Title

Population-based study of rotavirus vaccination and intussusception

UMMS Affiliation

Meyers Primary Care Institute

Date

4-3-2001

Document Type

Article

Medical Subject Headings

Humans; Infant; Intussusception; Poisson Distribution; Proportional Hazards Models; Retrospective Studies; Risk; Rotavirus Vaccines; Vaccination

Disciplines

Health Services Research | Primary Care

Abstract

BACKGROUND: During the first year that the rhesus rotavirus tetravalent vaccine (RRV-TV) was licensed, the Vaccine Adverse Event Reporting System received several reports of intussusception after vaccination. To evaluate the risk of intussusception, we conducted a retrospective cohort study in ten managed care organizations.

METHODS: Cases of intussusception were identified by searching electronic databases for diagnoses of intussusception (ICD-9 Code 560.0) in infants 1 to 11 months of age and confirmed by medical chart review. Vaccination and enrollment data were obtained from administrative databases. Incidence rate ratios (RR) of intussusception were computed by dividing incidence rates in prespecified risk intervals after vaccination by the background rate of intussusception and adjusted for age by Poisson regression. Cox proportional hazard regression was used to evaluate risk by vaccine dose.

RESULTS: Of 463,277 children 56,253 had been vaccinated with a total of 91 371 doses of RRV-TV. The incidence rate of intussusception was 25/100,000 person years among unexposed infants and 340/100,000 person years 3 to 7 days postvaccination. In the interval 3 to 7 days after vaccination, the age-adjusted RR was 16.0 (95% confidence interval, 5.5 to 46.7) for all doses combined and 30.4 (95% confidence interval, 8.8 to 104.9) after the first dose. RRs for the 8- to 14- and 15- to 21-day risk intervals were >1.0, but the confidence intervals substantially overlapped 1.0. The attributable risk was one case of intussusception per 11 073 children vaccinated.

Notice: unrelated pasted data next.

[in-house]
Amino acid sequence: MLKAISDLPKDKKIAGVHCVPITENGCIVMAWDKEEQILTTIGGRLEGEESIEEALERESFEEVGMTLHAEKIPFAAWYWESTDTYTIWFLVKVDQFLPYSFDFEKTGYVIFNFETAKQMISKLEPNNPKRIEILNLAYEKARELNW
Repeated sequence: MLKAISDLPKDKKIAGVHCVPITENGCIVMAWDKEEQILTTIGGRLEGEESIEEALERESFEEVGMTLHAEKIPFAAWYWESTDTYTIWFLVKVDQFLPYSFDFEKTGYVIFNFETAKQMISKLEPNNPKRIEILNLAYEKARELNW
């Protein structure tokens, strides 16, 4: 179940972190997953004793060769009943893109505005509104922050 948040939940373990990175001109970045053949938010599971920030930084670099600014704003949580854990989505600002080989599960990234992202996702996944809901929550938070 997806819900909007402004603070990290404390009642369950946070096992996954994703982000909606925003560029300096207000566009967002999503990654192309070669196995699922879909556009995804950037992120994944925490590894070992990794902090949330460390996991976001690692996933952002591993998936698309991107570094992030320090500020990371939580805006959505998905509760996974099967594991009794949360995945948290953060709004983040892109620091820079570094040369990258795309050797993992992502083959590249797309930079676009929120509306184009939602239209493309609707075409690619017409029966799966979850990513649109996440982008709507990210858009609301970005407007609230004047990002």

CONCLUSIONS: RRV-TV is associated with an increased risk of intussusception. The risk is greatest 3 to 7 days after the first vaccination dose.

Rights and Permissions

Citation: Pediatr Infect Dis J. 2001 Apr;20(4):410-6.

Comments

Jerry H. Gurwitz, M.D., Susan E. Andrade, Sc.D., and Jackie Cernieux, M.P.H., of Meyers Primary Care Institute, Fallon Healthcare System, Worcester, MA, are listed as additional co-authors at the end of the paper.

Related Resources

Link to Article in PubMed

PubMed ID

11332666